Government edges towards small claims track limit increase
30th December 2013
Although the government recently announced it was not planning to raise the personal injury claims’ small claims track limit from £1,000 to £5,000, but was going to keep this proposal “under review”, it has revealed in a House of Commons Transport Committee report that it believes there is a “strong case” for doing so. Nonetheless, rather than push ahead with this UK law review, it is instead going to concentrate on implementing the legislative changes it has already approved.
The Committee said that when it does re-examine this issue, it will aim to ensure that there are proper safeguards created to ensure genuine compensation claimants do not suffer any problems as a result of the small claims limit raise, which include personal injury claims being settled for less than the amount the claimant deserves, or a lack of access to justice.
Insurers have been pushing for the personal injury small claim track limit to be raised in a bid to reduce the number of whiplash injury claims in the alleged ‘whiplash capital of the world’, as this would save them money, but many personal injury solicitors are worried it would lead to claimants being underrepresented in their compensation claims and are sceptical about insurers’ arguments about the cost and extent of fraudulent whiplash claims.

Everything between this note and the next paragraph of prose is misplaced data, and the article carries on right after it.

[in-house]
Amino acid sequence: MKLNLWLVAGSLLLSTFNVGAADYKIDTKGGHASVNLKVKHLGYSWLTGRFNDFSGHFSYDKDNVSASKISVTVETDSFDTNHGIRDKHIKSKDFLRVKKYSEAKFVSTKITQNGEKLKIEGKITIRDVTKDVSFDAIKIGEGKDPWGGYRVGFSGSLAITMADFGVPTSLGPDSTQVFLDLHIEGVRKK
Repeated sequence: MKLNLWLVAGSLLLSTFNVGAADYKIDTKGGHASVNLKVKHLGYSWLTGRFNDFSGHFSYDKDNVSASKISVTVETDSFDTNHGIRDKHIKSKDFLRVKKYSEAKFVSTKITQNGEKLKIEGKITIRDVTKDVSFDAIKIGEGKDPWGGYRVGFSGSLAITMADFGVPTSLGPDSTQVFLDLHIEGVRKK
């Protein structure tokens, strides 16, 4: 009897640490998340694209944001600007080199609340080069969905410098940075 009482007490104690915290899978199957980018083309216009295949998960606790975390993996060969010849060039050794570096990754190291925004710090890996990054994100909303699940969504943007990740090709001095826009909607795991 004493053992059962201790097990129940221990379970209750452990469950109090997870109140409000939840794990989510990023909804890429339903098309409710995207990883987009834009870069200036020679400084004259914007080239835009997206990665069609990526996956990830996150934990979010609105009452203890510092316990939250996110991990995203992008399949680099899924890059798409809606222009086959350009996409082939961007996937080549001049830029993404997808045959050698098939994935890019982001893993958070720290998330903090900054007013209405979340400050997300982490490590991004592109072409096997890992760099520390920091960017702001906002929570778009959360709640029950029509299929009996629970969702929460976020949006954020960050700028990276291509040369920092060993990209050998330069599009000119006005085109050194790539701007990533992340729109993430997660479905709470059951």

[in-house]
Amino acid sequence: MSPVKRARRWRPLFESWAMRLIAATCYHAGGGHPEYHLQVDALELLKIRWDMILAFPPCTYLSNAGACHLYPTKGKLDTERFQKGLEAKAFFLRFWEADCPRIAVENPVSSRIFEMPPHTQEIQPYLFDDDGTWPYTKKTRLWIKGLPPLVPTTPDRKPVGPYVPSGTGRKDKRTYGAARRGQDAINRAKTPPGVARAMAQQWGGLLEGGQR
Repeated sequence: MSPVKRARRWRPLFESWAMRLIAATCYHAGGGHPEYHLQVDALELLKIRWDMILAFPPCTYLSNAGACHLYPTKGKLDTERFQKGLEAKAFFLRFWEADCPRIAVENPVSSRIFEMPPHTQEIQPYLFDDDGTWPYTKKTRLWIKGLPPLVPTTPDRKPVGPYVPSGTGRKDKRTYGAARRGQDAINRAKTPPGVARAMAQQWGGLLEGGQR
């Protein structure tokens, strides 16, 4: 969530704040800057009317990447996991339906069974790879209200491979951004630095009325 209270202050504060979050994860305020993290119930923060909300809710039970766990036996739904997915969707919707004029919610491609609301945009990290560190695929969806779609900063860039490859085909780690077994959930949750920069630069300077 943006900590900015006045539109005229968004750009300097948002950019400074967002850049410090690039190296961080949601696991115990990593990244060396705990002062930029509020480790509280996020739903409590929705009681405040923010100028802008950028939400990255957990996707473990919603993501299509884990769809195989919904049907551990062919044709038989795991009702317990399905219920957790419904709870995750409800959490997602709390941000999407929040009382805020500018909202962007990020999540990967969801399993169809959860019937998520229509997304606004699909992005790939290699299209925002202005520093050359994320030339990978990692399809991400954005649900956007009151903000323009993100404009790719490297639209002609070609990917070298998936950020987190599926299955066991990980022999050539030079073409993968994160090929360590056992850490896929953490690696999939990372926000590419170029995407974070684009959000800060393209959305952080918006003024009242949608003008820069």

This comes as startling figures from the Claims Recovery Unit (CRU) of the Department for Work and Pensions show that the number of whiplash injury claims caused by road traffic accidents has actually fallen in recent years, but that this decline has been more than matched by an increase in the number of other head and neck injury claims, as well as certain psychological injury claims. This may indicate that claims formally diagnosed as whiplash injuries are now being described as something else, and shows that if the UK was in the midst of a ‘whiplash epidemic’, the epidemic seems to be subsiding.
Furthermore, while the insurance industry told the Transport Committee that the proportion of whiplash compensation claims was 78% of all claims, the CRU puts this at 58%, with the overall number of road traffic accident claims remaining static.
The government report reveals that ministers are unwilling to stand up to insurers on behalf of genuine sufferers of whiplash injuries by properly addressing suggestions about the UK’s alleged world-leading whiplash rate or the true cost of fraudulent claims on car insurance policies.
The Competition Commission recently pointed out that insurance companies have no motivation to keep repair costs down when they are not liable for the costs of the claim, which is typically the case following a road traffic accident. Some cars are not even adequately repaired, consumers find it hard to identify value in the market, and the contracts between insurers and price comparison websites can make it hard for people to find the best price, the commission added.
Currently, insurers are allowed to make an offer to claimants without even obtaining medical evidence about the extent of their injuries. The government does not appear to be doing anything to deal with this.
The Transport Select Committee is asking for evidence regarding whether more could be done to reduce insurance premiums relating to changes to whiplash laws, with this concluding in January.